However, experts agree that it is possible to produce safe and nutritious feed for pigs from swill that has undergone heat treatment and acidification.3 This treatment is an essential step in killing any pathogens that might be present in the food. The severe damage caused by neglecting this step was seen during the 2001 Foot and Mouth Disease outbreak in Europe, which is estimated to have cost up to €12 billion in damages.8 It is now known that this viral disease outbreak occurred after certain farmers in the UK illegally fed food waste to pigs without treating it first.3 Other diseases that affect livestock, such as the African Swine Fever and the Mad Cow Disease, are similarly known to have spread through contaminated feed. Because of this, the feeding of food waste to farm animals is heavily restricted in the EU.

Pig nutrition & food waste 

Next to safety, another aspect to consider while feeding food waste to pigs is whether such a diet meets their nutritional requirements. Food-waste-turned-swill is often not a complete source of nutrition for pigs. This is especially true for today's fast-growing pigs bred for the mainstream pig industry. However, there are some strategies that can be used to overcome this. Farms that feed pigs with food waste must source surplus food from a wide variety of food businesses to find enough consistency in nutrients.3 Swill is also often blended with conventional feed ingredients such as wheat middlings or spent brewers’ grains before feeding it to the pigs.3 This blending is monitored by trained animal nutritionists who first separate surplus food into nutritional categories and adjust the final feed based on the pigs’ dietary needs.3 

So, what’s the best way forward?

Despite the risk, the idea of recycling food waste by converting it to pig feed is still worth considering. In Europe, 88 million tonnes of food leaves supply chains as waste every year.9 Of this, at least 14 million tonnes can be recycled into feed for pigs if the current legislation is changed to ensure appropriate treatment,3 which could significantly lower methane emissions from food waste.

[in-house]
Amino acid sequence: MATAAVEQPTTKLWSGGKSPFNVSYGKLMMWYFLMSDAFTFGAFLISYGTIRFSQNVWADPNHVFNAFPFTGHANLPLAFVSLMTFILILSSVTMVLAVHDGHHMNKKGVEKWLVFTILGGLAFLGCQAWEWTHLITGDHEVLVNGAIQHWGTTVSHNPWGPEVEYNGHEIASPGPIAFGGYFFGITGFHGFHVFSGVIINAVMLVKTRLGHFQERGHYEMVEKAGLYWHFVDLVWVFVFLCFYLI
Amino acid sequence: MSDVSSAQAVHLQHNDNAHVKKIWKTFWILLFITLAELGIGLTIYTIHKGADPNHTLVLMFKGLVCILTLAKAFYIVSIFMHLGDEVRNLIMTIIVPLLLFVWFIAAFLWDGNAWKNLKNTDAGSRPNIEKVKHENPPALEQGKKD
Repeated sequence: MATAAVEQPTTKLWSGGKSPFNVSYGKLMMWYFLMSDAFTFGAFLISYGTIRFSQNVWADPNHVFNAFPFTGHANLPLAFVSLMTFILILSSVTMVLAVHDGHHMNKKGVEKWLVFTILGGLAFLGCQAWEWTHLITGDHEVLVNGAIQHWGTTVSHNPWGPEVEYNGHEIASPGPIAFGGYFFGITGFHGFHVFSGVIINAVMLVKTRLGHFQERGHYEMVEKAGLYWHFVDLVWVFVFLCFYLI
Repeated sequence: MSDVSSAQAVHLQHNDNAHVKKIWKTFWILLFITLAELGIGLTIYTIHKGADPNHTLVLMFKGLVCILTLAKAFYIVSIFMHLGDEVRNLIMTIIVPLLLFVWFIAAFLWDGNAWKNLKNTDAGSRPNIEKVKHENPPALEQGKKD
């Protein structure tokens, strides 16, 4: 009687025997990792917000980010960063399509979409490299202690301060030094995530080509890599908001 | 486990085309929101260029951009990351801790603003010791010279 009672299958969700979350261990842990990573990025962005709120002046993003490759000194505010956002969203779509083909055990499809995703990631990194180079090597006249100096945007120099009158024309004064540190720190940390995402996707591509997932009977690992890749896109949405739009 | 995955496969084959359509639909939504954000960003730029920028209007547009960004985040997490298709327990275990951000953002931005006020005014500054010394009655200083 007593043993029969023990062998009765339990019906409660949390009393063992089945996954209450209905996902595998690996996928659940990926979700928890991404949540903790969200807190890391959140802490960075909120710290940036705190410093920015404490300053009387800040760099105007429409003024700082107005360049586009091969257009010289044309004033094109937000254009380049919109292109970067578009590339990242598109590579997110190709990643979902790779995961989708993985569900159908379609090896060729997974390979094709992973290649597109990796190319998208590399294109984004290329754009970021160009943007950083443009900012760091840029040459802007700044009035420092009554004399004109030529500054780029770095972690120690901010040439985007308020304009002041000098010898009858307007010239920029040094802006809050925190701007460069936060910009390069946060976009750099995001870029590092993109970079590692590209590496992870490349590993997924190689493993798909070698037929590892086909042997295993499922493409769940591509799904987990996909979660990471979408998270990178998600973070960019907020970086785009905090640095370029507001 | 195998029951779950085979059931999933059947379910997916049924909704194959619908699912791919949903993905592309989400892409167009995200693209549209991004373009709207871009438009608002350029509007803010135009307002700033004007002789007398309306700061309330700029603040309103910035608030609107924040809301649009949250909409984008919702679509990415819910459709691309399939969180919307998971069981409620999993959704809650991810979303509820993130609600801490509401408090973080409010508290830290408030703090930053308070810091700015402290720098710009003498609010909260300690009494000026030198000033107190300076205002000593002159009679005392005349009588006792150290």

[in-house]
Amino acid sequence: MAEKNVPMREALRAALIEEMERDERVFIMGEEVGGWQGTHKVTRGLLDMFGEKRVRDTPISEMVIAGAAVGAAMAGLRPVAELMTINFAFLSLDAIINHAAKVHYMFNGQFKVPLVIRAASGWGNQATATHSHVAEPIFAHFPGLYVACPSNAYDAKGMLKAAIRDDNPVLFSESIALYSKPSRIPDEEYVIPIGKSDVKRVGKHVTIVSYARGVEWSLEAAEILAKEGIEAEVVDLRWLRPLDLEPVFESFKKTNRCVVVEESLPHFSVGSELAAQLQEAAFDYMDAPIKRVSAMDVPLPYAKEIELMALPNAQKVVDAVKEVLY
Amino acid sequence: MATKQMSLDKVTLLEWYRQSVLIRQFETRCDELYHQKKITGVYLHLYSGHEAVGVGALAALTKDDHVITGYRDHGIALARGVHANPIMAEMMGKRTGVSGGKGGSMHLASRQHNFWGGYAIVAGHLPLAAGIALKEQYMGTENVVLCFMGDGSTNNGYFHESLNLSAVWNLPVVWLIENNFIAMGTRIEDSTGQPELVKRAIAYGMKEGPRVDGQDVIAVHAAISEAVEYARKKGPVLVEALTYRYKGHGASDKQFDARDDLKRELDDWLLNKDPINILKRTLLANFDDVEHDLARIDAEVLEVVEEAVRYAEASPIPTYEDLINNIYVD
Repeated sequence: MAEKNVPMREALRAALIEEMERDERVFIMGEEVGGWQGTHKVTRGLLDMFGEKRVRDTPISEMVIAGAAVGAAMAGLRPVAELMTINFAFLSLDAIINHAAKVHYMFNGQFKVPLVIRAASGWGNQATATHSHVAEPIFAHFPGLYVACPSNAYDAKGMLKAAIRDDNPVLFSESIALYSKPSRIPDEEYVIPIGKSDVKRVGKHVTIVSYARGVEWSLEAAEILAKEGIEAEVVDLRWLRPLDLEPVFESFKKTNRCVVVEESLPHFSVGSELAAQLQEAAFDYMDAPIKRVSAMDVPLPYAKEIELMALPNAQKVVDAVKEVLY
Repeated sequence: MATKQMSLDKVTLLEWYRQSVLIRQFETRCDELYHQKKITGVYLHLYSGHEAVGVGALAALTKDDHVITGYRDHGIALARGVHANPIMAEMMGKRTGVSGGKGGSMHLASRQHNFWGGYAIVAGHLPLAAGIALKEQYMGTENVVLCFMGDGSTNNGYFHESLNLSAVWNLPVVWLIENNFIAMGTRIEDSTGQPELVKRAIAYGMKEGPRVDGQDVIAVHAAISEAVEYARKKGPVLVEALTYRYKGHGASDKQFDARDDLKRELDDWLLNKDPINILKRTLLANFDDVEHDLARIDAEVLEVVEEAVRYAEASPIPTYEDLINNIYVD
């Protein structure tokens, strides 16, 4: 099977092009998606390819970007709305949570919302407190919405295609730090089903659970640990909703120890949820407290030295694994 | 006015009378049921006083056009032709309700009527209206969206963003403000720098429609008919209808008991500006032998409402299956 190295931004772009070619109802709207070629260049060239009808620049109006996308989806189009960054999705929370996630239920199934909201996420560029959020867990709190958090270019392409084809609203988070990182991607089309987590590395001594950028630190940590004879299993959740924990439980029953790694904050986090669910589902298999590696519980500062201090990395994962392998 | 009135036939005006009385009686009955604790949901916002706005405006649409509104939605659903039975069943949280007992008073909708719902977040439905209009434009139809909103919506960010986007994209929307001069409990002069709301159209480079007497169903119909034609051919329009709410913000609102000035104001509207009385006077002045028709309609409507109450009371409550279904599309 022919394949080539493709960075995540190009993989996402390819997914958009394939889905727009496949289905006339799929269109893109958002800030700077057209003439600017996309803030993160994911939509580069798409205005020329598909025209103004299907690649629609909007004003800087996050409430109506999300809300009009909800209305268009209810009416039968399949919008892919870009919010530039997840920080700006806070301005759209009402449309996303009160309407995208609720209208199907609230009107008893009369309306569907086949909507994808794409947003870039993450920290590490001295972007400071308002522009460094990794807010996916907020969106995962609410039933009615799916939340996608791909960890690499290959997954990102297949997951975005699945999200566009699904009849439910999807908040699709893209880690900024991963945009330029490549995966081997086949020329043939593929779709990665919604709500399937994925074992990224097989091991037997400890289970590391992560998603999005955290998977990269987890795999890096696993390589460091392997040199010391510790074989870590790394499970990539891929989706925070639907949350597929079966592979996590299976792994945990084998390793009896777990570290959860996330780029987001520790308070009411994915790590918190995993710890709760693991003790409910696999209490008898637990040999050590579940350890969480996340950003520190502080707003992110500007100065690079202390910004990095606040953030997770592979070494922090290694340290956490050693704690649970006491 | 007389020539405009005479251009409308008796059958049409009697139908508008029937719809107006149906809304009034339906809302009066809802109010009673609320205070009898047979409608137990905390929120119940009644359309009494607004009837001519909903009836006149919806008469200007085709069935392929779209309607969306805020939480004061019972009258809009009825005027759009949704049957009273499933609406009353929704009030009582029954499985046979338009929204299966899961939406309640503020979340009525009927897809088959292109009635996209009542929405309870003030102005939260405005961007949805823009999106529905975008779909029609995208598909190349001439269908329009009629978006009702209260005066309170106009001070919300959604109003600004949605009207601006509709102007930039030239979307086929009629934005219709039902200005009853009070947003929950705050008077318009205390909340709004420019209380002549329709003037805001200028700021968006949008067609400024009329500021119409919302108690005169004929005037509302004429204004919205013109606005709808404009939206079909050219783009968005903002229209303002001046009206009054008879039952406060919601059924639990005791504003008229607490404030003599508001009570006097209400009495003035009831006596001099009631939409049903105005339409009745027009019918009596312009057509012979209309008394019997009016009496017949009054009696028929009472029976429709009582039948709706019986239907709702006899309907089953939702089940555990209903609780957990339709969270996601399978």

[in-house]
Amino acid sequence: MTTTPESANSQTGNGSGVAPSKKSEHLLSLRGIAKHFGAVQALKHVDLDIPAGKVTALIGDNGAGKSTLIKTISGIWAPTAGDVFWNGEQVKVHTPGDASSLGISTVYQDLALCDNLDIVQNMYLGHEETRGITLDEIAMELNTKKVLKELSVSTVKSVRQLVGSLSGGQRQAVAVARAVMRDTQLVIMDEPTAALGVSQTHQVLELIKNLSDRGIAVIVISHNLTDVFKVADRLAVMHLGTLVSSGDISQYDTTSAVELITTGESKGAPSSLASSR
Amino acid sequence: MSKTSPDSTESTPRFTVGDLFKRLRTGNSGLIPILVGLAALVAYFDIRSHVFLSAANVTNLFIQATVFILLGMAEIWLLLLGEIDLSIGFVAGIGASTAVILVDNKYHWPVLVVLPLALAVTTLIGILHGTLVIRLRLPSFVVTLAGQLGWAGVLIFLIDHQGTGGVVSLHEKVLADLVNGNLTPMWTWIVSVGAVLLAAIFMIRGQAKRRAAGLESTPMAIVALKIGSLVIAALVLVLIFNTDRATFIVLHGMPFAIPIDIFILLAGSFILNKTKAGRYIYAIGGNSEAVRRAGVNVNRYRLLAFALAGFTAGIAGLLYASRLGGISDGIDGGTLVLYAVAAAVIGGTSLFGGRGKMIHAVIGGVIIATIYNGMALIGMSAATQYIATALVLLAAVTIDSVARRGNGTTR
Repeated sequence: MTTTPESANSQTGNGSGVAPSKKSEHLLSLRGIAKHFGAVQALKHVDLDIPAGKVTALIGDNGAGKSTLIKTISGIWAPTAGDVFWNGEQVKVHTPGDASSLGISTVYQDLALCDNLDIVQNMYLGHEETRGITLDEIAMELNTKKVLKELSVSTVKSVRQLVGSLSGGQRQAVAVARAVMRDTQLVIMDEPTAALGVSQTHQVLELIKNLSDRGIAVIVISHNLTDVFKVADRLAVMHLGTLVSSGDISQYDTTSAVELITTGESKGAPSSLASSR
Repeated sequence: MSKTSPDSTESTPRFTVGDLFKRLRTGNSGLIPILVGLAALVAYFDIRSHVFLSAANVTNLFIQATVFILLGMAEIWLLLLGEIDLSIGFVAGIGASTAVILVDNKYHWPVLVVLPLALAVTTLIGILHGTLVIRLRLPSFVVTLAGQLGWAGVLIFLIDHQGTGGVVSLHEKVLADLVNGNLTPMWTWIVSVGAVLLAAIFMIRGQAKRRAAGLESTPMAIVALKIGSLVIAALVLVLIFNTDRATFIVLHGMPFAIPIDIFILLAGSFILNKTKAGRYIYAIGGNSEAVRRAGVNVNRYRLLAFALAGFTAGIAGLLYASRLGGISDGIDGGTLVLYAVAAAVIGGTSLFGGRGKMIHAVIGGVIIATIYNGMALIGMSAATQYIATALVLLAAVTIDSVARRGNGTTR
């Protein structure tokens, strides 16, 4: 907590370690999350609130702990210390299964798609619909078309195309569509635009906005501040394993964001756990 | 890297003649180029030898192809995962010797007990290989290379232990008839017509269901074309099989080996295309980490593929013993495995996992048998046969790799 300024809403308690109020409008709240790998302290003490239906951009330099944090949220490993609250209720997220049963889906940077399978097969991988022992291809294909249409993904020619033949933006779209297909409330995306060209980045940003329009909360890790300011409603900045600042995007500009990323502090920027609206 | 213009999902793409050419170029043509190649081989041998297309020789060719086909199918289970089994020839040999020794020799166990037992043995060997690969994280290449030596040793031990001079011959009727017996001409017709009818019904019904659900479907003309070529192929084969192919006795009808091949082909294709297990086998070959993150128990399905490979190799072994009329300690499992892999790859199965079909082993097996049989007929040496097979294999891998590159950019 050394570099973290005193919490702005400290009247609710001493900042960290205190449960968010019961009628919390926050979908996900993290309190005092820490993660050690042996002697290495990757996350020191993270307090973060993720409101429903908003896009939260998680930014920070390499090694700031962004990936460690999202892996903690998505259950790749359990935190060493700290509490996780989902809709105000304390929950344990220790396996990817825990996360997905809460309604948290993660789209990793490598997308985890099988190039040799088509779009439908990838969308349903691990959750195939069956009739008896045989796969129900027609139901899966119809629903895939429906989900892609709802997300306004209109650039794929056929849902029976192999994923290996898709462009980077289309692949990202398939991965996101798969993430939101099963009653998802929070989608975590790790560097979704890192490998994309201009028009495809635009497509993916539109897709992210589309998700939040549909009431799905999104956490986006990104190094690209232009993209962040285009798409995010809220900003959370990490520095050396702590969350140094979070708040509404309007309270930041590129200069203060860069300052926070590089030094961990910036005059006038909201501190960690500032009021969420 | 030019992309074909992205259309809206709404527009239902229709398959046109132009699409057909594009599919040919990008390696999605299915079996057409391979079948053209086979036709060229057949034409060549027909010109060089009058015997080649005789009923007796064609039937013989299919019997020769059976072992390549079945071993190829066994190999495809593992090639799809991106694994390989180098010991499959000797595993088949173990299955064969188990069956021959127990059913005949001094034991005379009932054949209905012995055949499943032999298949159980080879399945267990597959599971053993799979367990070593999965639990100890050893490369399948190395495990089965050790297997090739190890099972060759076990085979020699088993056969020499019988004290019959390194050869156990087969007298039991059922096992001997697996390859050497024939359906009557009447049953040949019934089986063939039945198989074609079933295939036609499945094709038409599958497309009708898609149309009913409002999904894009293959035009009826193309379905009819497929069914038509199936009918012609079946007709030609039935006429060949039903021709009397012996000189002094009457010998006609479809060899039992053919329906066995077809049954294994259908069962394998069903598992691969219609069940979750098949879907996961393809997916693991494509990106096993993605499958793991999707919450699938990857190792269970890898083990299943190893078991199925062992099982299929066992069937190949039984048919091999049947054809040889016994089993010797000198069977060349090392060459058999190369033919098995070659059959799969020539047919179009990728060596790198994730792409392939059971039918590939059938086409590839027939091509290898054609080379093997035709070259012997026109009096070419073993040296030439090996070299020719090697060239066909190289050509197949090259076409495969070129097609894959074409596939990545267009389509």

Next to reducing food waste, it would have several other benefits, including allowing farmers to spend less buying animal feed, using less land for livestock farming, reducing carbon emissions related to producing and transporting animal feed, and even slowing the rate of deforestation caused by soy farming for use in animal feed.3 If European countries reduced animal feed imports, it would also make certain agricultural commodities more affordable for the rest of the world, potentially improving global food security.3 

In some parts of the world, such a system is already thriving. Today, Japan is a pioneer in converting food waste into pig feed.3 A little over 50% of the surplus from the Japanese food industry is now used as livestock feed thanks to adequate policies and a certification system.10 The ‘eco-feed’ industry collects food surplus that would have been thrown away by catering businesses, supermarkets, and food manufacturers. This waste is then transported to well-regulated treatment plants, where it is treated to remove any pathogens. This end product is an eco-friendly feed that costs half of what conventional feed does.11 Meat products derived from pigs that are raised on eco-feed are considered to be of premium quality by Japanese consumers because of their environmental credentials.12